Tutorials are divided in two groups, the script tutorials and the workflow tutorials. In this part you will work with script tutorials.
The following tutorials are available for helping you to start scripting with the Valuation Library.
|Get Started with Scripts||In this tutorial you learn how to configure your Financial Model Builder workspace and how to work with the different types of files you need throughout the subsequent tutorials.|
|European Options Tutorial and European Options Advanced Tutorial||In these tutorials you learn how to develop simple quantitative financial models. You also learn how to use pricing and deal data in your scripts.|
|Interest Rate Swap Tutorial||In this tutorial you work with some more advanced features and leverage FPP library functions.|
|Excel Valuation Plugin Tutorial||In this tutorial you go through the procedure for pricing the interest rate swap that you are familiar with from the Interest Rate Swap Tutorial, but this time using Excel.|
|Parallelization Tutorial||In this tutorial you see how simple parallelization can be achieved on scenarios, dates and documents.|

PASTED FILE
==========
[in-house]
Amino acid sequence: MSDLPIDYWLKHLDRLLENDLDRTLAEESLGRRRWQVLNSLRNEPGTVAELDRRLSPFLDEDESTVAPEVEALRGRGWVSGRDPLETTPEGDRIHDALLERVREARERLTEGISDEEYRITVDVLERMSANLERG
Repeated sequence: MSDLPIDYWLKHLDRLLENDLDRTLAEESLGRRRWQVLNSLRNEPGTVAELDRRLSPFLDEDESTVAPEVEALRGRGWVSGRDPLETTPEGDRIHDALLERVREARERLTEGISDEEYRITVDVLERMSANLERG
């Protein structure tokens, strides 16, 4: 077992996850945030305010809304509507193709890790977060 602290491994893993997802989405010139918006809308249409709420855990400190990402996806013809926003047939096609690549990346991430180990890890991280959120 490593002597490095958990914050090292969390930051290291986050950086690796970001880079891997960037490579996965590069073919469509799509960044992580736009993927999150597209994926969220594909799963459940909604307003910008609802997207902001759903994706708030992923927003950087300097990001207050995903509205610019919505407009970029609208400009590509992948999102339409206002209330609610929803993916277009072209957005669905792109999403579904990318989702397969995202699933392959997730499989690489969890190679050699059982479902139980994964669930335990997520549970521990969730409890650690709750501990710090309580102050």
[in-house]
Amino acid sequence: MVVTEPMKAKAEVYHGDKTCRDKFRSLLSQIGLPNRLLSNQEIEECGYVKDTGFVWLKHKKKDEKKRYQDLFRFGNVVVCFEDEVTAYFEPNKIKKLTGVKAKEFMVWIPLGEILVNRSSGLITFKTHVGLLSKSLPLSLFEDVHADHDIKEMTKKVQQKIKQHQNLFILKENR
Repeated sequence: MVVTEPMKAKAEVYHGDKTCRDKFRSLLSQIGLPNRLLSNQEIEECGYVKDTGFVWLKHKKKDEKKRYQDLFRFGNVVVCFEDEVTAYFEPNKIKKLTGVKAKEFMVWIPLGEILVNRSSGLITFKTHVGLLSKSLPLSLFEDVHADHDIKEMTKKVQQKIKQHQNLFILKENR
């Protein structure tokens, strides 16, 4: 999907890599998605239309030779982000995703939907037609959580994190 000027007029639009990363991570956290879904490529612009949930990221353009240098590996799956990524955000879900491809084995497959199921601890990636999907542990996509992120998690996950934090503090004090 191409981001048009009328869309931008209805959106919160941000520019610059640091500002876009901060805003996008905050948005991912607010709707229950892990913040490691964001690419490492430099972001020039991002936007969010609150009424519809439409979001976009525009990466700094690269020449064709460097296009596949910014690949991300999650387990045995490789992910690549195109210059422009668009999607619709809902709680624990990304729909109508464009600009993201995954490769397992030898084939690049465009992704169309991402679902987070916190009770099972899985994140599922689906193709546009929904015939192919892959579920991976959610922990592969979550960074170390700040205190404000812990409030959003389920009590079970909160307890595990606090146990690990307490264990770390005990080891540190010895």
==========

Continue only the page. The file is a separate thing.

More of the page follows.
|Test Framework Tutorial||In this tutorial you learn how to create test cases for your scripts in order to detect changes following code modification.|
Generally, tutorials are composed of two parts: a template and a step-by-step guide.
You can use the templates to run examples without writing the code from them. These templates (and all the required files and commands) are provided automatically to your Valuation Library. Each template is explained at the beginning of the tutorial.
The step-by-step guide gives you a detailed explanation of the example you have run using the template, but with slightly different names for files and commands to avoid conflicts. In this way you learn how to reproduce the given examples and grow your Financial Model Builder experience.
You are introduced gradually with new concepts in each tutorial.
Finastra provides you with template files that, are prefixed by
tutorial_, described and used in the tutorials. They belong to your library so you can modify them as you need.
Although we provide you with working templates, you are expected to have some financial and programming experience. If you want to fully benefit from the potential of the FPP Platform, it is better to have good knowledge of quantitative finance, numerical analysis and algorithm design.
You apply quantitative finance to price standard instruments, derivatives or structured products, so you need to be comfortable with the usual terminology such as expiry, strike, legs, notional, yield or volatility.
Revision Control System
During your journey with Financial Model Builder you will work with projects and you will produce source code, most probably in a collaborative environment. To allow you to do that, Financial Model Builder has integrated support for Git. For more information, see Revision control system.